Matthew: Yes. For DUIs in Orange County and Osceola County, they have instituted a diversionary program for DUIs. That program is essentially a contract with the State Attorney’s Office and the defendant. The judge does not come into play with this program; however, the contract is offered to the defendant and they have to do all the DUI sanctions. You have to do all the sanctions that you would have received if you were found guilty at a trial. After you complete all those sanctions, so long as you’ve done everything correctly and you haven’t gotten in trouble again after six to nine months; the State Attorney’s Office will dismiss the case.
You never have to accept a plea in court. You never have to go to trial. You’re never convicted of the DUI itself. There are a few things that would prevent somebody from being offered that contract. We’re always on the lookout for those issues whenever we meet with somebody. Generally, if you blow over .22, that will exclude you from being offered the pre-trial diversion contract. If you cause an accident, that would also make you ineligible. Additionally, if you were a blatant jerk to the cop, prosecutors will often not offer diversion, if you were very uncooperative in a personal way. Any type of driving pattern that would put someone’s life in danger is always a concern and could make somebody ineligible from the contract.
12 Months of Probation Mandatory for a DUI
Interviewer: What warrants probation? Is Probation Mandatory?
Matthew: Yes, the court will put you on 12 months of probation for DUI. The purpose of probation is to ensure that a defendant will complete all of the conditions or sanctions or pay the fines. If an individual does not abide by those conditions or complete the classes as instructed, the judge will violate the defendant’s probation and that person is now subjected to jail time. They will be picked up on a warrant, taken to jail, and held on no bond until that probation violation is resolved. Essentially the judge could re-sentence a person with maybe more penalties than they originally had.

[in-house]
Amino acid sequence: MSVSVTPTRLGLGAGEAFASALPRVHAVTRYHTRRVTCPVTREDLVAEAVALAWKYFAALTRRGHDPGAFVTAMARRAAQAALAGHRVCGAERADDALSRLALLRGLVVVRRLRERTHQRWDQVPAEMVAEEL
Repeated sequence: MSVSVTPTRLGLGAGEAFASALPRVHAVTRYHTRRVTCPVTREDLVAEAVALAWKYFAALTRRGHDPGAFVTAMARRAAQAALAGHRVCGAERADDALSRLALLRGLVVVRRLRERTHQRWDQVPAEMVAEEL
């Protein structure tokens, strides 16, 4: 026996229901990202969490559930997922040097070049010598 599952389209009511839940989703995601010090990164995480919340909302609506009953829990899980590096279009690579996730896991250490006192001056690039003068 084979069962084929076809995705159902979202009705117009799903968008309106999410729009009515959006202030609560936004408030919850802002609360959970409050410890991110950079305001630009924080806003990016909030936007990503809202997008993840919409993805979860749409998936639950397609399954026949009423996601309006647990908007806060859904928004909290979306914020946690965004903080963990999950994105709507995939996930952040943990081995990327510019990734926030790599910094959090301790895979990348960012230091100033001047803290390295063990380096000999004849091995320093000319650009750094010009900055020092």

Florida uses Interlock Devices to Monitor People Who Blow over .15 or Receive 2nd DUIs
Interviewer: Does Florida use interlock devices in cars? How do the devices work?
Matthew: Yes. The State of Florida does utilize the interlock device in certain circumstances. The device is connected to the ignition console of a vehicle. For the vehicle to be started, the driver has to blow into the mouthpiece and the vehicle will not start if there’s alcohol in that person’s breath. Once they blow and it reads no alcohol, the vehicle will start. The machine may also require a subsequent breath sample while driving actually. If that’s not provided, then from what I’ve been told the vehicle could become inoperable if the sample is not provided. I don’t know for sure, but I’ve been told that it does request a sample at times while you’re driving.
Interviewer: Now is that given to everyone that’s on probation?
Matthew: Not everybody. Usually the interlock device is required for individuals who blow over .15. It’s required for individuals who may have a prior DUI and now they have a second. Technically, the prosecutor making a plea offer for a first time offender who blew just over the legal limit can always make the device a condition of the offer. That’s just part of the negotiations.
Predicted Timeline for a Typical DUI case
Interviewer: How long could a DUI case last?
Matthew: A DUI case can last anywhere between two to four months. Four months if it’s going to be a trial case. There’s a lot of prepping that goes into it, as well as hearings before you can really say “hey, this case is definitely going to be a trial case”. For cases that go smoothly, where we know that they can be worked out or that there are issues and we’re going to win: a case can be resolved in a two month timeframe.